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This is probably something simple I've missed.

Let's say I do (in loveley VB):

Dim t1 As New Task(Sub() Debug.WriteLine("t1"))
Dim t2 As Task = t1.ContinueWith(Sub() Debug.WriteLine("t2"))
Dim t3 As Task = t1.ContinueWith(Sub() Debug.WriteLine("t3"))

Notice t1.ContinueWith is used twice. What is the preferred order of execution for these tasks? For me, it's either random or wrong.


The reason I want to do this...

  1. Create a task grabbing and returning data
  2. Followed by a task which "sorts out" the UI on TaskScheduler.FromCurrentSynchronizationContext() (UI thread)
  3. Follow the original data grabbing task by converting the data into a long report (takes ages)
  4. Back on the UI thread, assign that report to a previewing control
  5. Cleanup (get rid of my progress animation etc)

This is made more complicated by the fact that step 4 is optional.

In the midst of all this, my tasks are bending backwards to set member properties so the UI and tasks can play nice. Perhaps I should ditch the Task result entirely and just stick to Synclocking my member variables. They are all only assigned once afterall.

Thanks, Tom

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Hang on, it might be a stack. If I do t3 then t2 it works (in my code anyway, I'm not actually using the t1 t2 t3 example)...Feels wrong adding them in the wrong order. Perhaps I can have a list of continuation tasks, reverse it, then .ContinueWith(myreversedTask) –  Tom Nov 19 '10 at 16:08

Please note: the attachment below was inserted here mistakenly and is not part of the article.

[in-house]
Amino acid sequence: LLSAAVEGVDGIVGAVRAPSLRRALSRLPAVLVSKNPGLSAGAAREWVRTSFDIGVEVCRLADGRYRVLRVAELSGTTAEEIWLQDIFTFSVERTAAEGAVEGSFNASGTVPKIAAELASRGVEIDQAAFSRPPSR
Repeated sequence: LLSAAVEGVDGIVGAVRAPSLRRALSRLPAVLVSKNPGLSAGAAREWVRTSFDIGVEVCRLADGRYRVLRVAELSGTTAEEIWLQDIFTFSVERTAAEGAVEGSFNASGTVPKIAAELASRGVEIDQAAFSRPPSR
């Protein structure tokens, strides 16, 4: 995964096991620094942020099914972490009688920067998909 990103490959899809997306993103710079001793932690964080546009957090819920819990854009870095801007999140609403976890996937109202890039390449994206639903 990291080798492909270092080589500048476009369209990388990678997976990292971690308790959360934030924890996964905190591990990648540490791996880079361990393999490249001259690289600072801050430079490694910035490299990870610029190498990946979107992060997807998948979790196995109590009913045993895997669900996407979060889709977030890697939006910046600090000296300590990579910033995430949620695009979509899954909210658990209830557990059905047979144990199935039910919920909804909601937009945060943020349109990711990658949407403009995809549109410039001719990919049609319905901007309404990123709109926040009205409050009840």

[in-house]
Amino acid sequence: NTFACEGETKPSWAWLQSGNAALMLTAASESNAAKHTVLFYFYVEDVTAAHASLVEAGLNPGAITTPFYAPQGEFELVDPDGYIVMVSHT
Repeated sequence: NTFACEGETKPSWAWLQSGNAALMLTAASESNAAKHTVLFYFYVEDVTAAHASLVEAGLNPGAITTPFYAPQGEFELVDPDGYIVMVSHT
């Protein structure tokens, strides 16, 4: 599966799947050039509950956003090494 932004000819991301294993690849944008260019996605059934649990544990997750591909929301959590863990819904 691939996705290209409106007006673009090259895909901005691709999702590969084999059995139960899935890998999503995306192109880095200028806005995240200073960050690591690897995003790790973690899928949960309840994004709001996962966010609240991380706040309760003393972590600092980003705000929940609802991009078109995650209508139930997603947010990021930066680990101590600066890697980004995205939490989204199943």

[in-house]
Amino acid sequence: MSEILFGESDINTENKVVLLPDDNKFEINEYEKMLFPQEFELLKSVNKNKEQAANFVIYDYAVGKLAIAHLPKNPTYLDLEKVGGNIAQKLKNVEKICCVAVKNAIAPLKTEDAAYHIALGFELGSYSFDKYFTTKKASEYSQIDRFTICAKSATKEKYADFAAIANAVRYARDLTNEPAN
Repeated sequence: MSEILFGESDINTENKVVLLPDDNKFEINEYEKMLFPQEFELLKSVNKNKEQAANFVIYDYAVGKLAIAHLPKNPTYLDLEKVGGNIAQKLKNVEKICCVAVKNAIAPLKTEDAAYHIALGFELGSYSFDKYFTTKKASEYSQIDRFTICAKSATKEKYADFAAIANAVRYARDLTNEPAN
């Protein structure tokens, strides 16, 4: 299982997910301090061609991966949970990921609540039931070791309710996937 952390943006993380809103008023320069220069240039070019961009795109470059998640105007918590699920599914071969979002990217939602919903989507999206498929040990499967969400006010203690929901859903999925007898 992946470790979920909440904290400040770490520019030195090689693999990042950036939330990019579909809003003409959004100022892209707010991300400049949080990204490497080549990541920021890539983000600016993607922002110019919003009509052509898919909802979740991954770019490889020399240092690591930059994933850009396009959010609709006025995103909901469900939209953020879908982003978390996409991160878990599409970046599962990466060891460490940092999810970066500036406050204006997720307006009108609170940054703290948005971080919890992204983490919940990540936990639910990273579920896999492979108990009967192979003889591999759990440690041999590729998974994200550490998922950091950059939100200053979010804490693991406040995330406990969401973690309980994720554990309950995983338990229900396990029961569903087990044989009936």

3 Answers 3

up vote 7 down vote accepted

The tasks are executed in a LIFO ordering for better memory locality. This can be changed of course if you use a differnt scheduler or if MS decides to "fix" the original one. I do not think that you should rely on this behaviour. Instead you could Unwrap your task to continue working on the previous task when it has completed. Otherwise you are waiting on the wrong thing. More infos can be found here: http://msdn.microsoft.com/en-us/library/ee795275.aspx

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Thank you Alois, that is exactly what I needed. I have been through the TPL MSDN up and down, and Unwrapping has never occoured to me before. I shall read up on it now. Not relying on this behaviour is the way to go :) –  Tom Nov 19 '10 at 16:51

If you want to enforce the order between t2 and t3, why don't you just change is so that t3 continues from t2 instead of t1?

Dim t1 As New Task(Sub() Debug.WriteLine("t1"))
Dim t2 As Task = t1.ContinueWith(Sub() Debug.WriteLine("t2"))
Dim t3 As Task = t2.ContinueWith(Sub() Debug.WriteLine("t3"))

If t2 and t3 were long running they will execute in parallel as you had it written.

There's no need to create a custom task scheduler to change this behavior.

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Ah, the reason is that t2 is optional, I might not want it to run at all. This I guess is bastardising tasks as a mechanism for flow control. In my solution now, I've grouped a lot of task functionality together to get around this madness (just a way of making the code look cleaner). –  Tom Nov 25 '10 at 8:25

Based on your comment on Ian Mercer's answer I would suggest something like

Task t1 = new Task((_)=>Console.WriteLine("t1"));
Task tn = secondTaskCondition ? t1.ContinueWith((_)=>Console.WriteLine("t2")) : t1;
Task t3 = tn.ContinueWith((_)=>Console.WriteLine("t3"));

This gives you deterministic execution and still lets you compose your workflow with optional units.

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